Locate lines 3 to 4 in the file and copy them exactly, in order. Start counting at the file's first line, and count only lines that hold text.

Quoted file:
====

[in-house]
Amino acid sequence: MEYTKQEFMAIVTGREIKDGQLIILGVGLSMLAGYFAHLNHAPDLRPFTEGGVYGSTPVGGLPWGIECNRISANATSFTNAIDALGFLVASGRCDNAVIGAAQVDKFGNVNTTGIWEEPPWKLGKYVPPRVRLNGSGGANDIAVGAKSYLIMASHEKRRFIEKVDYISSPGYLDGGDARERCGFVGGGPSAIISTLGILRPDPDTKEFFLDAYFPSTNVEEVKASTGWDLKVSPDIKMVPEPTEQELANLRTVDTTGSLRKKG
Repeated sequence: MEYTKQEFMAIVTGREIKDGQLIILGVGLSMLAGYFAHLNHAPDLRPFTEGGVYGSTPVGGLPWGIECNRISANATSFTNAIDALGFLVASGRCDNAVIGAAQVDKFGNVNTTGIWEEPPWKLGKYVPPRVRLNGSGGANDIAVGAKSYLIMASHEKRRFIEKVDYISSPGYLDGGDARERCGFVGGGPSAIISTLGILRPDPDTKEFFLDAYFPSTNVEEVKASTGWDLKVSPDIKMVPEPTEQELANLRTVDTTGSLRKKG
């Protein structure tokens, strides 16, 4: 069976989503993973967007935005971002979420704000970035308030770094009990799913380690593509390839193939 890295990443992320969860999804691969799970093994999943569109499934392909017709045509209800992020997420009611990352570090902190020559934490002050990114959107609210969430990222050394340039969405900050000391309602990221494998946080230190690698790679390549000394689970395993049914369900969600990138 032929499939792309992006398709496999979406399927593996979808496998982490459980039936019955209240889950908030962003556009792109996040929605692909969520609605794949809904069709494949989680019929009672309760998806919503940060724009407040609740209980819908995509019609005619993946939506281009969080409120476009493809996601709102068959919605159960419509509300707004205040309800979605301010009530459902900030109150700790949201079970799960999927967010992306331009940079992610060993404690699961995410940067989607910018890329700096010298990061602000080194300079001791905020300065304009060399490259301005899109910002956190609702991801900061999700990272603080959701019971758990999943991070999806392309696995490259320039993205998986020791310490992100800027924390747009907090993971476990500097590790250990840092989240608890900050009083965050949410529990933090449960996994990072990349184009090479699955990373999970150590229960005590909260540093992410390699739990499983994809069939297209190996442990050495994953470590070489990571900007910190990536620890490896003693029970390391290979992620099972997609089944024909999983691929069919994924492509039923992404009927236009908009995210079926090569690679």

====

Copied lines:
Repeated sequence: MEYTKQEFMAIVTGREIKDGQLIILGVGLSMLAGYFAHLNHAPDLRPFTEGGVYGSTPVGGLPWGIECNRISANATSFTNAIDALGFLVASGRCDNAVIGAAQVDKFGNVNTTGIWEEPPWKLGKYVPPRVRLNGSGGANDIAVGAKSYLIMASHEKRRFIEKVDYISSPGYLDGGDARERCGFVGGGPSAIISTLGILRPDPDTKEFFLDAYFPSTNVEEVKASTGWDLKVSPDIKMVPEPTEQELANLRTVDTTGSLRKKG
């Protein structure tokens, strides 16, 4: 069976989503993973967007935005971002979420704000970035308030770094009990799913380690593509390839193939 890295990443992320969860999804691969799970093994999943569109499934392909017709045509209800992020997420009611990352570090902190020559934490002050990114959107609210969430990222050394340039969405900050000391309602990221494998946080230190690698790679390549000394689970395993049914369900969600990138 032929499939792309992006398709496999979406399927593996979808496998982490459980039936019955209240889950908030962003556009792109996040929605692909969520609605794949809904069709494949989680019929009672309760998806919503940060724009407040609740209980819908995509019609005619993946939506281009969080409120476009493809996601709102068959919605159960419509509300707004205040309800979605301010009530459902900030109150700790949201079970799960999927967010992306331009940079992610060993404690699961995410940067989607910018890329700096010298990061602000080194300079001791905020300065304009060399490259301005899109910002956190609702991801900061999700990272603080959701019971758990999943991070999806392309696995490259320039993205998986020791310490992100800027924390747009907090993971476990500097590790250990840092989240608890900050009083965050949410529990933090449960996994990072990349184009090479699955990373999970150590229960005590909260540093992410390699739990499983994809069939297209190996442990050495994953470590070489990571900007910190990536620890490896003693029970390391290979992620099972997609089944024909999983691929069919994924492509039923992404009927236009908009995210079926090569690679």